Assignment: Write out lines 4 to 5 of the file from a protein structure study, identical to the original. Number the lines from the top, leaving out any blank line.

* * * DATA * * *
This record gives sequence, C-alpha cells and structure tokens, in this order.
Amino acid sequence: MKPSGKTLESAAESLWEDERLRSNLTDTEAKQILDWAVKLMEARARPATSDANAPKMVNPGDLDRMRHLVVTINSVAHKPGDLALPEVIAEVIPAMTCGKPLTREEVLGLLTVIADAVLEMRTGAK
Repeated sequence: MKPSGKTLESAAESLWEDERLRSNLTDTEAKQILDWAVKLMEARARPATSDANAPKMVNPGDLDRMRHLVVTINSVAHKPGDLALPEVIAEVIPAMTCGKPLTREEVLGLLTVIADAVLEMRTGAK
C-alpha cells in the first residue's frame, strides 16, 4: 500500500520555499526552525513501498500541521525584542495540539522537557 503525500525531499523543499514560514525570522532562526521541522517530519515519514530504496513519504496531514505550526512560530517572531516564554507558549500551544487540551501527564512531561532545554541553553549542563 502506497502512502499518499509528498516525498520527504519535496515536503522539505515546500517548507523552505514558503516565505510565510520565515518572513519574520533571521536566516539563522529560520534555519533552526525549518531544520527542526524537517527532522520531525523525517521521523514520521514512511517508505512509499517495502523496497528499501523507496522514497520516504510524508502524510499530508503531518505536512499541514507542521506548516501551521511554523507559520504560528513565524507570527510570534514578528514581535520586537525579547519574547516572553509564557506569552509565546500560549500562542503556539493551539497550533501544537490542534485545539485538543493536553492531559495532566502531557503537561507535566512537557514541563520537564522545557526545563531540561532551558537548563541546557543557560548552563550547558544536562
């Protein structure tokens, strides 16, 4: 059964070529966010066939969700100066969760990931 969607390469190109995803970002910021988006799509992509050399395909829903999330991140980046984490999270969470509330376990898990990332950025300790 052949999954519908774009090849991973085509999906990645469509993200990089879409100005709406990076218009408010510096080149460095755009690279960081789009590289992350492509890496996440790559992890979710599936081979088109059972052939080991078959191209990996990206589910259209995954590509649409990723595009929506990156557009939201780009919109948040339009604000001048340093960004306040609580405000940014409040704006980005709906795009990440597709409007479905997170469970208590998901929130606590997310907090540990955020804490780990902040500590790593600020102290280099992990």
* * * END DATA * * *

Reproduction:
C-alpha cells in the first residue's frame, strides 16, 4: 500500500520555499526552525513501498500541521525584542495540539522537557 503525500525531499523543499514560514525570522532562526521541522517530519515519514530504496513519504496531514505550526512560530517572531516564554507558549500551544487540551501527564512531561532545554541553553549542563 502506497502512502499518499509528498516525498520527504519535496515536503522539505515546500517548507523552505514558503516565505510565510520565515518572513519574520533571521536566516539563522529560520534555519533552526525549518531544520527542526524537517527532522520531525523525517521521523514520521514512511517508505512509499517495502523496497528499501523507496522514497520516504510524508502524510499530508503531518505536512499541514507542521506548516501551521511554523507559520504560528513565524507570527510570534514578528514581535520586537525579547519574547516572553509564557506569552509565546500560549500562542503556539493551539497550533501544537490542534485545539485538543493536553492531559495532566502531557503537561507535566512537557514541563520537564522545557526545563531540561532551558537548563541546557543557560548552563550547558544536562
């Protein structure tokens, strides 16, 4: 059964070529966010066939969700100066969760990931 969607390469190109995803970002910021988006799509992509050399395909829903999330991140980046984490999270969470509330376990898990990332950025300790 052949999954519908774009090849991973085509999906990645469509993200990089879409100005709406990076218009408010510096080149460095755009690279960081789009590289992350492509890496996440790559992890979710599936081979088109059972052939080991078959191209990996990206589910259209995954590509649409990723595009929506990156557009939201780009919109948040339009604000001048340093960004306040609580405000940014409040704006980005709906795009990440597709409007479905997170469970208590998901929130606590997310907090540990955020804490780990902040500590790593600020102290280099992990």